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Development of a new range of space-saving bathroom furniture shows that architects have a special contribution to make WCs for the space age

practice

When bathroom manufacturer Ideal-Standard decided to introduce a space-saving range of bathroom furniture, it invited architect Isobel Coomber to join the development team. Coomber had worked with housing associations and local councils, and also had a portfolio of private projects involving small-scale domestic bathrooms and wcs.

The team included representatives from Ideal-Standard's marketing, manufacturing and technical departments, and product designer Robin Levien of Queensberry Hunt Levien (see page 18). Levien had already designed several products for Ideal-Standard, including the Studio range which appeared in the early 1980s. Coomber was familiar with the Studio range and admired it greatly; the new Space range was conceived as an evolution of Studio and would be fully compatible with it. Unusually, the working title has stuck.

At one of the first team meetings at Ideal-Standard headquarters in Kingston upon Hull, Coomber was presented with a mass of information. Ideal-Standard had called in drawings of typical bathrooms and wcs from the major uk house builders. It had also contacted previous customers and invited them to send in plans of their bathrooms. These came complete with snapshots of fluffy pink seat covers but they provided invaluable data for Coomber, enabling her to produce plans that represented realistic spaces.

Although the brochures produced by manufacturers commonly show ballroom- sized bathrooms, with floor to ceiling villaesque windows, these are the stuff of dreams: the average uk bathroom measures 3.5m2, the size of a king-sized bed. Yet early on the team decided that Space fittings should not be miniature versions of the real thing. For example, a wash basin has to hold 6 litres of useable water; anything smaller is technically only a hand-rinse basin.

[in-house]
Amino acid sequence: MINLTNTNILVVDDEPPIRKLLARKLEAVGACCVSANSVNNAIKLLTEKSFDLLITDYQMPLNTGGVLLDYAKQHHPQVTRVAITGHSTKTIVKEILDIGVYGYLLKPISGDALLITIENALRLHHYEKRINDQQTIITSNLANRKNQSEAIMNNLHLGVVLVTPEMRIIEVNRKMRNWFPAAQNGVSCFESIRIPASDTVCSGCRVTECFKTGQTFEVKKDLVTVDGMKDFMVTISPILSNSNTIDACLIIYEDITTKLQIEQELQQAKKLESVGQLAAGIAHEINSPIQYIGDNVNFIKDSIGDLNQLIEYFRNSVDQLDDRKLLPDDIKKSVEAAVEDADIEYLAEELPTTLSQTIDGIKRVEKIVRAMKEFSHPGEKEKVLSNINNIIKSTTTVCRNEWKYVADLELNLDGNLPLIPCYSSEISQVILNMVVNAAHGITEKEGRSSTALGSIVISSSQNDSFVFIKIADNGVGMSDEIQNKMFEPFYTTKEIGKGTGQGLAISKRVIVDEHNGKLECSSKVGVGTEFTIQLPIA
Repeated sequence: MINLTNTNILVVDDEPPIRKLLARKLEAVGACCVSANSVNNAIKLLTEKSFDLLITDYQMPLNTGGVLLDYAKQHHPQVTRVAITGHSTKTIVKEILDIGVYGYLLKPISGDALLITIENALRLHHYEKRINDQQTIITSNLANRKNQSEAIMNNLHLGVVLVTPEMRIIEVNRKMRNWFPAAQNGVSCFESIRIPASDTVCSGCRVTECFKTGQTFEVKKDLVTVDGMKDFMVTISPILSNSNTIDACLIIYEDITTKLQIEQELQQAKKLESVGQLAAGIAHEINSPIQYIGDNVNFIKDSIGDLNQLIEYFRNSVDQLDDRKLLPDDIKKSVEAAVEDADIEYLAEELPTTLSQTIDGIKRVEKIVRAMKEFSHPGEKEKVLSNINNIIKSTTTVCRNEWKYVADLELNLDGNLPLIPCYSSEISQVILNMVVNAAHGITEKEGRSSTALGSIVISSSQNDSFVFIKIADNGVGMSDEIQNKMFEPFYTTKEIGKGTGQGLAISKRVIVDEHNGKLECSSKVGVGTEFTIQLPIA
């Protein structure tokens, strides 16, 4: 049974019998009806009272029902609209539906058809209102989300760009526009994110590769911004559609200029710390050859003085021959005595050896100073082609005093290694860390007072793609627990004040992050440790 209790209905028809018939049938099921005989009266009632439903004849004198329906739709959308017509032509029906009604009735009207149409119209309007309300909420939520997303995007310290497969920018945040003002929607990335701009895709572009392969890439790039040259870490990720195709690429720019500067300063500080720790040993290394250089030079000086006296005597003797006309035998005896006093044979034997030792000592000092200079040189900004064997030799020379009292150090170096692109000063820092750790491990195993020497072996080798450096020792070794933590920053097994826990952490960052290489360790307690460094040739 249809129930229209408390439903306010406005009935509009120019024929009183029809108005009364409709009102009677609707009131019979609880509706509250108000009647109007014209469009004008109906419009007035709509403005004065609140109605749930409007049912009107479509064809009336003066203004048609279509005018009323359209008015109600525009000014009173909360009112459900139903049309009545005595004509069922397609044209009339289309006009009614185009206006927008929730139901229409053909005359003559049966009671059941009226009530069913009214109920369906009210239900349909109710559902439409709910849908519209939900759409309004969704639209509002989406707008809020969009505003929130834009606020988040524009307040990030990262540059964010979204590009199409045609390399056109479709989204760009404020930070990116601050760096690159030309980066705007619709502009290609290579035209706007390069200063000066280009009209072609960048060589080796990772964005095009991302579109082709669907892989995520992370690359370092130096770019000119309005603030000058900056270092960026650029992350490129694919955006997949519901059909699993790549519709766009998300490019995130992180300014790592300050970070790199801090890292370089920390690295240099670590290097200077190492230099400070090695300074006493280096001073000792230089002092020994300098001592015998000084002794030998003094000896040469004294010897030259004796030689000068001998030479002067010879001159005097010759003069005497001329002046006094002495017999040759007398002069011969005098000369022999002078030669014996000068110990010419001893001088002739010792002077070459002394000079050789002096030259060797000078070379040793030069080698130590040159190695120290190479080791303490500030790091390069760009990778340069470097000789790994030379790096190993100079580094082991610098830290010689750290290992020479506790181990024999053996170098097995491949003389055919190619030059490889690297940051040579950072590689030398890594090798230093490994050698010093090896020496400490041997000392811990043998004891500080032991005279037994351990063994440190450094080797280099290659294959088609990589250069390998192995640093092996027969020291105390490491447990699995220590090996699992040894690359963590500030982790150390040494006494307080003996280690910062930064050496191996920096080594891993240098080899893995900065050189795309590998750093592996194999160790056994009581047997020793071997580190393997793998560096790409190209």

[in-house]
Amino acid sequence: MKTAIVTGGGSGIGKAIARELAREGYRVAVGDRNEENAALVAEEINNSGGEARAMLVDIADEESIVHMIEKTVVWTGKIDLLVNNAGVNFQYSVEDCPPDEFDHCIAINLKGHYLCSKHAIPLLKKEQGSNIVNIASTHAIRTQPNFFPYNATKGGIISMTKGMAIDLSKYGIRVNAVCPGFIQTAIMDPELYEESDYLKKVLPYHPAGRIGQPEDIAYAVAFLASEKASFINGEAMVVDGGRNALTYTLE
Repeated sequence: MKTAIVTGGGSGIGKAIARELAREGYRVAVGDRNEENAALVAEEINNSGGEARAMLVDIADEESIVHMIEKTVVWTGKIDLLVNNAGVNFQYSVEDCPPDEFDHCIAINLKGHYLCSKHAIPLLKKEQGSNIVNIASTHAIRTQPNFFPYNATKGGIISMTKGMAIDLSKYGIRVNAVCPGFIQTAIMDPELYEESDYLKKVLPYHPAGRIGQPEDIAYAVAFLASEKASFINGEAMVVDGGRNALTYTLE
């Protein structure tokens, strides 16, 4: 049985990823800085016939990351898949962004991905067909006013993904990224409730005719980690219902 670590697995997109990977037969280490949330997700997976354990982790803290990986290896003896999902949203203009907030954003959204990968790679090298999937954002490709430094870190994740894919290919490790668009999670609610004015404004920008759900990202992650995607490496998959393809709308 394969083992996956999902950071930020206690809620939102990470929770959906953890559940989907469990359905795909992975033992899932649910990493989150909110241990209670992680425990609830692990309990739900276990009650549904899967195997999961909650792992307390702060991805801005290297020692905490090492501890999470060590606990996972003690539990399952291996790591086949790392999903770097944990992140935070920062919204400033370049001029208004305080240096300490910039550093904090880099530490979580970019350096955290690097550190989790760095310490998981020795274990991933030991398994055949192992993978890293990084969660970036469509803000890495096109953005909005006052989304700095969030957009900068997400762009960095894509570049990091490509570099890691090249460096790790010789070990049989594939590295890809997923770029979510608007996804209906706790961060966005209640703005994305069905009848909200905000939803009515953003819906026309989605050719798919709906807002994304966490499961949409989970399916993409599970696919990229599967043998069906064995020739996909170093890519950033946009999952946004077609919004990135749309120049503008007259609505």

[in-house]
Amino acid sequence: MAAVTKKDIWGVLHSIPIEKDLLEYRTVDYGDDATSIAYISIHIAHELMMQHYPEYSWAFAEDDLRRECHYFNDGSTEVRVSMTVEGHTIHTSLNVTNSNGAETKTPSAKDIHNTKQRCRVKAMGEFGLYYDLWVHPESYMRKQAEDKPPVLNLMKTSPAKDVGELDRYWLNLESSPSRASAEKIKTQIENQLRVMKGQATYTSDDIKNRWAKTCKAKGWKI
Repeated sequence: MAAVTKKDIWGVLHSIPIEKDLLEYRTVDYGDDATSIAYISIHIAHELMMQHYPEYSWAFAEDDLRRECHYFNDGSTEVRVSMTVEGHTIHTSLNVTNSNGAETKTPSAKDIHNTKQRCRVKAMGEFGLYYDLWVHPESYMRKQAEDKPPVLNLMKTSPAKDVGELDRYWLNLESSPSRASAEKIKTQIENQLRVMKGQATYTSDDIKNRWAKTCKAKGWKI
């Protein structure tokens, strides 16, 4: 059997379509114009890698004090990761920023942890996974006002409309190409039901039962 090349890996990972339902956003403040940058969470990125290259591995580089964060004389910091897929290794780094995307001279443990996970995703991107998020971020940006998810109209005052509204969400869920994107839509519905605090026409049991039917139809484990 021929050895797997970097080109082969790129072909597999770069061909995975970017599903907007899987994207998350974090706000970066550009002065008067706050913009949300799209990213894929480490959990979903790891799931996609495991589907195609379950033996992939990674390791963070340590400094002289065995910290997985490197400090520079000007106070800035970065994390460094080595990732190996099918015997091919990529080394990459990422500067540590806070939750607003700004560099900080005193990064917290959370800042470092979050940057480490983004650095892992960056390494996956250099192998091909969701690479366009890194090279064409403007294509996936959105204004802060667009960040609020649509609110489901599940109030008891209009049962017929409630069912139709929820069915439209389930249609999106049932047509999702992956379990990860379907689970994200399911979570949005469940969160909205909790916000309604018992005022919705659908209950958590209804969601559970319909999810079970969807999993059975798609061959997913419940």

At Ideal-Standard's factory, the team created a 'Space Lab' containing mock-ups of typical bathroom/ wc spaces - under-stairs cubby-holes, en- suite units carved out of master bedrooms, spaces that dominate the bathroom refurbishment market.

'We looked at existing situations,' says Coomber, 'typical sizes and shapes and tried to work out how appliances could be arranged and how the shape and size of fittings could be altered.' This open-minded approach produced the revolutionary idea of a wc seat which could be installed on a 45degrees angle where walls or radiators were too close for a comfortable front-facing position.

Coomber was responsible for making sure that the mock-up spaces in the lab represented real situations, that three-dimensional aspects such as head height were being considered and that solutions were tested against standard space data. 'I had to keep these spaces practical,' she says. 'And I was constantly producing drawings showing different products in a wealth of different spaces.'

A recent television programme, Designs on Your Loo, portrayed an antagonistic relationship between designer and manufacturer. Coomber's experience with Ideal-Standard was very different. 'They were incredibly refreshing and very exciting to work with. Everything was being pushed and pulled to its limits. The team was quite passionate about the project. We wanted to see what we could offer that would excite people and encourage the market.'

From the beginning the project was thoughtfully handled - pr people at Ideal-Standard were brought in at an early stage so that they would be thoroughly familiar with Space by the time it came on the market this August; graphic designers were interviewed and the selected company, Broadbase, has produced exemplary brochures with detailed drawings as well as concept sketches and photographs, one for the professional market, one for domestic customers.

Ideal-Standard has a long-standing working relationship with Robin Levien. The decision to employ an architect is a further step forward. Coomber believes that architectural involvement in such projects is an obvious move for manufacturers. 'Because of the way sanitaryware is used, the feedback from an architect, as well as the designer and manufacturer, has to be reflected in the product. It seems very sensible and it should apply to other areas of product design.'

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